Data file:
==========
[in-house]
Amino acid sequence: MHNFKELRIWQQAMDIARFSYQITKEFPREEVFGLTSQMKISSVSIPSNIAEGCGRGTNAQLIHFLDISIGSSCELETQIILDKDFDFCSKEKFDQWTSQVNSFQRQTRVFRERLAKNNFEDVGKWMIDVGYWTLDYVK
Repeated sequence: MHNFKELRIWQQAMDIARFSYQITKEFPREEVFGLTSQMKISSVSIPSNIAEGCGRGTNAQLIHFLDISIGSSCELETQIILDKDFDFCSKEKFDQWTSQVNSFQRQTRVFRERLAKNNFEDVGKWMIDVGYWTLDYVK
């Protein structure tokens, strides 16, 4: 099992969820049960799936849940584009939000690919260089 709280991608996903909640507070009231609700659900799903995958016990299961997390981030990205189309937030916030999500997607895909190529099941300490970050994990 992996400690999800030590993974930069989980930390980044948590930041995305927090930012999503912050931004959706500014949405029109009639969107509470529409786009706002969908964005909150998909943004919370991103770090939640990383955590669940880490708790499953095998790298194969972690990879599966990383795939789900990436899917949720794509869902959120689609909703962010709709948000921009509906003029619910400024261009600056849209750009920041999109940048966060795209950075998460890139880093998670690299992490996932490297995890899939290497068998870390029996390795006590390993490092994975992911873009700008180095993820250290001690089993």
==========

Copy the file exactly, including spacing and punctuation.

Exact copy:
[in-house]
Amino acid sequence: MHNFKELRIWQQAMDIARFSYQITKEFPREEVFGLTSQMKISSVSIPSNIAEGCGRGTNAQLIHFLDISIGSSCELETQIILDKDFDFCSKEKFDQWTSQVNSFQRQTRVFRERLAKNNFEDVGKWMIDVGYWTLDYVK
Repeated sequence: MHNFKELRIWQQAMDIARFSYQITKEFPREEVFGLTSQMKISSVSIPSNIAEGCGRGTNAQLIHFLDISIGSSCELETQIILDKDFDFCSKEKFDQWTSQVNSFQRQTRVFRERLAKNNFEDVGKWMIDVGYWTLDYVK
């Protein structure tokens, strides 16, 4: 099992969820049960799936849940584009939000690919260089 709280991608996903909640507070009231609700659900799903995958016990299961997390981030990205189309937030916030999500997607895909190529099941300490970050994990 992996400690999800030590993974930069989980930390980044948590930041995305927090930012999503912050931004959706500014949405029109009639969107509470529409786009706002969908964005909150998909943004919370991103770090939640990383955590669940880490708790499953095998790298194969972690990879599966990383795939789900990436899917949720794509869902959120689609909703962010709709948000921009509906003029619910400024261009600056849209750009920041999109940048966060795209950075998460890139880093998670690299992490996932490297995890899939290497068998870390029996390795006590390993490092994975992911873009700008180095993820250290001690089993």